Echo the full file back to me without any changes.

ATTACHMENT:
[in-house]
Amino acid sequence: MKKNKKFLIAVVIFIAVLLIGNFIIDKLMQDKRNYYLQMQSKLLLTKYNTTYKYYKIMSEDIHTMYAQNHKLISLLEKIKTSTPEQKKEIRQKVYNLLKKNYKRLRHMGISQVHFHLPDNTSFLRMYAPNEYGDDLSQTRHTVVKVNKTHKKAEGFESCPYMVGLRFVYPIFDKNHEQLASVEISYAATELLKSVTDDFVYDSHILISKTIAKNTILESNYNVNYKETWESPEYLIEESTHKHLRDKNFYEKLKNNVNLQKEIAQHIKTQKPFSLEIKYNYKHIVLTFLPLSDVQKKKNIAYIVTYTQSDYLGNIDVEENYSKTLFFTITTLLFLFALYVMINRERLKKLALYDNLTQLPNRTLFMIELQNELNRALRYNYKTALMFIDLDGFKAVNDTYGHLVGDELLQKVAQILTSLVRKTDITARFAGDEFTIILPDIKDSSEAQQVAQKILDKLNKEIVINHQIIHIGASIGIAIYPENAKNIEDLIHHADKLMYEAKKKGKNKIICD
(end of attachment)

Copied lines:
[in-house]
Amino acid sequence: MKKNKKFLIAVVIFIAVLLIGNFIIDKLMQDKRNYYLQMQSKLLLTKYNTTYKYYKIMSEDIHTMYAQNHKLISLLEKIKTSTPEQKKEIRQKVYNLLKKNYKRLRHMGISQVHFHLPDNTSFLRMYAPNEYGDDLSQTRHTVVKVNKTHKKAEGFESCPYMVGLRFVYPIFDKNHEQLASVEISYAATELLKSVTDDFVYDSHILISKTIAKNTILESNYNVNYKETWESPEYLIEESTHKHLRDKNFYEKLKNNVNLQKEIAQHIKTQKPFSLEIKYNYKHIVLTFLPLSDVQKKKNIAYIVTYTQSDYLGNIDVEENYSKTLFFTITTLLFLFALYVMINRERLKKLALYDNLTQLPNRTLFMIELQNELNRALRYNYKTALMFIDLDGFKAVNDTYGHLVGDELLQKVAQILTSLVRKTDITARFAGDEFTIILPDIKDSSEAQQVAQKILDKLNKEIVINHQIIHIGASIGIAIYPENAKNIEDLIHHADKLMYEAKKKGKNKIICD